Scenic Point Hike: The aptly named Scenic Point Hike is known for its incredible views over the Two Medicine Area of Glacier National Park. This region is very important to the Blackfeet nation, who trace their origins to the mountains and springs within the park. You can admire the valley as you switchback up the mountain, and look out over the Upper and Lower Two Medicine Lakes and the Sweetgrass Hills from the top.
Swiftcurrent Creek Hike: This hike passes along a stunning valley, offering plenty to see and do along the way! You’ll enjoy a view of the pleasant Redrock Lake and the gushing Redrock Falls, pass through forests and over streams, and even tackle a (very bouncy) suspension bridge! The mountain views are spectacular, and kids will love the varied scenery and the chance to spot the occasional moose along the trail.
Iceberg Lake Hike: If you’re looking for an early summer hike in Glacier National Park, try this stunning trail that springs to life at the beginning of the season. Decorated all along the way with gorgeous wildflowers, this is a photographer’s paradise, with the intense blue of the lake perfectly offsetting the craggy gray ridge that surrounds it, usually still flecked with a little snow. The eponymous icebergs dot the lake in early summer, making this a unique and magical spot for a rest before retracing your footsteps back to the start.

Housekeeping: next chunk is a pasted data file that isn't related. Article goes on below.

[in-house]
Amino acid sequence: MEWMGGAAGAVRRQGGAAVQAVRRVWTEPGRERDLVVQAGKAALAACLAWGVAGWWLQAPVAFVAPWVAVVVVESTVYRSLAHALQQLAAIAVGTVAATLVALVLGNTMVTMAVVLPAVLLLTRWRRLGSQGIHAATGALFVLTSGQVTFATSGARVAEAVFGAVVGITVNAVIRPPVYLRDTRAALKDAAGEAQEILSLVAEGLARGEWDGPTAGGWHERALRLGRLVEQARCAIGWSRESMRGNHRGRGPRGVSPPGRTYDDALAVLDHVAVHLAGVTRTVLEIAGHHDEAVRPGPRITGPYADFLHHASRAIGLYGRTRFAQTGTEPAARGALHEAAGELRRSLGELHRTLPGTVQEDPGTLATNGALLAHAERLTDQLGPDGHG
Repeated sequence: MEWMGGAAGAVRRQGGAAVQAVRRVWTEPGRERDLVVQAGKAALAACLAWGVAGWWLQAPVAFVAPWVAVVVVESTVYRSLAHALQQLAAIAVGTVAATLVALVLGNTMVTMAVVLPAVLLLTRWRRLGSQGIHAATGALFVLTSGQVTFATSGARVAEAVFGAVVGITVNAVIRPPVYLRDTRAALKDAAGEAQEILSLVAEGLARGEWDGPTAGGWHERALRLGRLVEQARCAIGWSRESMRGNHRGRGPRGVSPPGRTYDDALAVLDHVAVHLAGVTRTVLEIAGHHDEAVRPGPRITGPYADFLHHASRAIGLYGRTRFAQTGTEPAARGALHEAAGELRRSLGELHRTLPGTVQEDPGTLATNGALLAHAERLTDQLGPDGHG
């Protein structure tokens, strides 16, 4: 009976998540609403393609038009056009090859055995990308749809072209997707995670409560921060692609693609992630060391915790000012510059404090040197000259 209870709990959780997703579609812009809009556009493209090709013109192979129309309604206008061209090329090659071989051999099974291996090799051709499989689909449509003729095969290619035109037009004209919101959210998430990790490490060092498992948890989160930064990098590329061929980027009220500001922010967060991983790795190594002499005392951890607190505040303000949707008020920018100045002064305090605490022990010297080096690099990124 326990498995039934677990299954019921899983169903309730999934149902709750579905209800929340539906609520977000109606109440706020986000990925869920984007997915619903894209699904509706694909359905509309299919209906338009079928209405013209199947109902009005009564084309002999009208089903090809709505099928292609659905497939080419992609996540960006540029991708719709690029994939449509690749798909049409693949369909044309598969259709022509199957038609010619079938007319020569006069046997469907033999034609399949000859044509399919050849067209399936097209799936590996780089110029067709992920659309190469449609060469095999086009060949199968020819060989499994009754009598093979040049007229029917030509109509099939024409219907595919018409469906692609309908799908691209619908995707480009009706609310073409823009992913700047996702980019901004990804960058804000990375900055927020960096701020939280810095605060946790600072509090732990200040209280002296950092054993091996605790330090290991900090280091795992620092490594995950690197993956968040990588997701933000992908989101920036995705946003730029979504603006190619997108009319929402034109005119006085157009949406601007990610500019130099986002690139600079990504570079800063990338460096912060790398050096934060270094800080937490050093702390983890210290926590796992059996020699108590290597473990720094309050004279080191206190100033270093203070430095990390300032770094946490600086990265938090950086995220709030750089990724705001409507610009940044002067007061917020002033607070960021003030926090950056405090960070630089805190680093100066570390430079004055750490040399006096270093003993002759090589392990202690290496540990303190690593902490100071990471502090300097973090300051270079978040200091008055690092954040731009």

Ptarmigan Tunnel Hike: The Ptarmigan Tunnel is one of Glacier National Park’s most unusual attractions, comprising a 76m passageway through the seemingly impenetrable rock of the Ptarmigan Wall. This magnificent trail offers a treat for those with enough energy to make the climb up to the tunnel: an incredible view over Elizabeth Lake and Natoas Peak. With lakes, waterfalls and atmospheric forests along the way, this is a hike that certainly won’t disappoint!